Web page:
THIS lot are taking the spot mick.
When most teams are awarded penalties, their designated taker will often plant the ball down on the penalty spot and hammer it home.
But sometimes you’ll get the odd show-off who might try and be clever with their effort from 12-yards.
The penalty pass is the ultimate mickey-take, and more challenging than it looks.
Just ask Real Madrid pair Sergio Ramos and Karim Benzema, who recorded an epic fail against Villarreal.
Their attempt was ruled out after Benzema was accused of encroaching. Luckily enough, the referee ordered a retake which they scored from and their blushes were spared.
But not everyone has been so lucky…
The two ‘Invincibles’ and Arsenal legends made a total mess of their clever penalty when they tried to pull it off.
It happened in a game against Manchester City in 2005, and is remembered as one of the worst penalties ever taken in the Premier League.
Pires was supposed to pass the ball to Henry, but he messed up the pass and the pair were left with egg on their face.
“It was Thierry Henry’s idea and of course it was my mistake, because I missed the ball,” Pires later told SportBible.
“I regret the pass but not the penalty. It was a good idea, the people need to watch something new and the penalty between me and Thierry was a new thing.
“Sometimes in football, I know it was a big mistake, but sometimes you need some fantasy on the field. For me it was a good fantasy but unfortunately I missed the pass but it was a good idea.”
It was 2016, a time when Barcelona were often accused of disrespecting opponents by showboating while boasting a front three of Lionel Messi, Luis Suarez and Neymar.
They were the Harlem Globetrotters of football, so why not attempt a tricky penalty pass.
And Messi and Suarez managed to pull it off – with the Argentinian passing to the Uruguayan to sidefoot home.
The six-time Ballon d’Or winner was one off 300 La Liga goals as he stepped up, but he preferred to lay the ball on a tee for Suarez to score his hat-trick.
Later, Neymar claimed that the pass was actually meant for him.
“It was for me, we had practiced it in training!” he said. “Leo and myself had practiced but Luis was closer and he scored it.”
“Our friendship is the most important thing. It doesn’t matter who scores the goals just that we win the games.”
The Ajax team of the 1970s and 1980s played ‘Total Football’, in part thanks to the terrific Cruyff – arguably the player of his generation.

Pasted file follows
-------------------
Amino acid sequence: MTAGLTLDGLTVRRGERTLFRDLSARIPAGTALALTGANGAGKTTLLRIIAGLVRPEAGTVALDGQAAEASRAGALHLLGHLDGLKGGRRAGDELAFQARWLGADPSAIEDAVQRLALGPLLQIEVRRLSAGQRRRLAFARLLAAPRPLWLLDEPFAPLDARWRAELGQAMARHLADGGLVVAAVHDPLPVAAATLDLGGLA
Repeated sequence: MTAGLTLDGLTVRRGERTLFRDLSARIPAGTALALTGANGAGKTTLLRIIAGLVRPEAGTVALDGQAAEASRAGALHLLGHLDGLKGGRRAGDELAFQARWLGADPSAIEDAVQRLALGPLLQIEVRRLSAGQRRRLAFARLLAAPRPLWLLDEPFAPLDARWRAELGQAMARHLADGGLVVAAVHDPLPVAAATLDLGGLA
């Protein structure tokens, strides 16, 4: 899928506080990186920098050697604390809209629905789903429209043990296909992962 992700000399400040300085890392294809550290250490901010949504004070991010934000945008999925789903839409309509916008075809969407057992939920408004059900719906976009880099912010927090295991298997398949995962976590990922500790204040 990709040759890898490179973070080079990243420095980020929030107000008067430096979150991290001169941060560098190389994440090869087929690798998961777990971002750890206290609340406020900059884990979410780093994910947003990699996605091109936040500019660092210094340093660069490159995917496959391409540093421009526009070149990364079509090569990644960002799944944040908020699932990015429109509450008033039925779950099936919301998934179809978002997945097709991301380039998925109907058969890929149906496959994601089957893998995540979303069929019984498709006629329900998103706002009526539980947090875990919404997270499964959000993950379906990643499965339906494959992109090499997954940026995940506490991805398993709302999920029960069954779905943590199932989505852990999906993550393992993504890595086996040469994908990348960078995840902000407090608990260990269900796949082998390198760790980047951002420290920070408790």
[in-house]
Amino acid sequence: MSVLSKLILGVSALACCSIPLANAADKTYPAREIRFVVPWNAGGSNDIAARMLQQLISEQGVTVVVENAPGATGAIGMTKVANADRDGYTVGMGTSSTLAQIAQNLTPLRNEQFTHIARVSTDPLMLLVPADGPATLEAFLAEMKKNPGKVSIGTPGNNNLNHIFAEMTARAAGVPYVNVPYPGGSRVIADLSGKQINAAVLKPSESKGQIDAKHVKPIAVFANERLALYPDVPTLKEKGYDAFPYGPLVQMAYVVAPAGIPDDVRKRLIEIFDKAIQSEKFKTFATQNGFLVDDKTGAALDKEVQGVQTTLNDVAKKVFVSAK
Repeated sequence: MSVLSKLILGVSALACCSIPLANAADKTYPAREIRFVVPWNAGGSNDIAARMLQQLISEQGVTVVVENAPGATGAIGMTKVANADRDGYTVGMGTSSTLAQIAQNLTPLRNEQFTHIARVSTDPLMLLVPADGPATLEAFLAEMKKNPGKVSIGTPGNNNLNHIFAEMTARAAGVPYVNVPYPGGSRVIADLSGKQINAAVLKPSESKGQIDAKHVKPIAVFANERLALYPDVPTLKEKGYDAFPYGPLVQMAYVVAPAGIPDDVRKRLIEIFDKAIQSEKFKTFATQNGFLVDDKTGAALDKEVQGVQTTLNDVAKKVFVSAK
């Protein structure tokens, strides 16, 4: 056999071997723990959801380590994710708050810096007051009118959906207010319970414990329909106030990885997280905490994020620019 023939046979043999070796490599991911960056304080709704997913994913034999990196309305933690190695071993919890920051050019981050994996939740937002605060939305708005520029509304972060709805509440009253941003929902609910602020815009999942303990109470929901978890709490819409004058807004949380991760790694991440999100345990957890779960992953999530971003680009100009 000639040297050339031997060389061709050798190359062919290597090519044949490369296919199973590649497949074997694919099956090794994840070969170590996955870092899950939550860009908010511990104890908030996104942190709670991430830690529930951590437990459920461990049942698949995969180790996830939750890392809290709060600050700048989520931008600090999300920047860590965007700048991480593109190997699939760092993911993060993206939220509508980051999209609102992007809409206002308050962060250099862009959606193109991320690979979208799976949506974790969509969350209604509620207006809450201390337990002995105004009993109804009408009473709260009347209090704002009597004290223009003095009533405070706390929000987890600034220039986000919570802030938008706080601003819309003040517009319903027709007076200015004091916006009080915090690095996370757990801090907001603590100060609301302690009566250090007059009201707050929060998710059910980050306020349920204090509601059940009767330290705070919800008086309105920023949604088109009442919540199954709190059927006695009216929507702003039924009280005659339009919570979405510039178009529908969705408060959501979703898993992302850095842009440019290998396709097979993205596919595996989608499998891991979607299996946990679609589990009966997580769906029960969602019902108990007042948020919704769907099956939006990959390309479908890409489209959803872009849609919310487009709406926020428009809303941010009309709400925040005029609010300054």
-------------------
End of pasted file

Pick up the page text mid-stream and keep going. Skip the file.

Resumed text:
And in a game against Helmond Sport in 1982, Cruyff and team-mate Jesper Olsen enjoyed a one-two with their penalty pass.
Cruyff put the ball on the spot, before rolling it to Olsen who drew the keeper out and squared it back to the Dutch master to slot the ball home into the empty net.
“We had training in September and he mentioned it, that we could do it in a game and we trained it a few times that weekend,” Olsen told FourFourTwo.
“And then we did not talk about it until we actually did it in that game in December. Again, it was just how he was. Always thinking about how he could do things differently.
“Trying to show that this could be done and he was one of those players that just tried new things.”
The first ever pass penalty in England was actually attempted by Plymouth Argyle.
It happened in 1964, when Mike Trebilcock and John Newman attempted the feat against Manchester City.
Trebilcock laid the ball off to Newman who beat the keeper to the ball and lashed home.
Later, Trebilcock revealed it was the brainchild of maverick manager Malcolm Allison.
He revealed: “I was playing for Plymouth Argyle at the time, and Big Malcolm Allison was the manager. It was one of his mad ideas.”
The pioneers of the penalty pass were Belgium pair Coppens and Piters.
In 1957, in a game against Iceland, they had the in-genius idea to try something different.
And it must’ve been where Cruyff and Olsen got the inspiration from.
Coppens nudged the ball forward, Piters ran onto it, but rather than score he returned the ball to his team-mate.
All that was left for Coppens to do was stroke the ball into an empty net as Icelandic keeper Bjorgvin Hermannsson looked on in despair.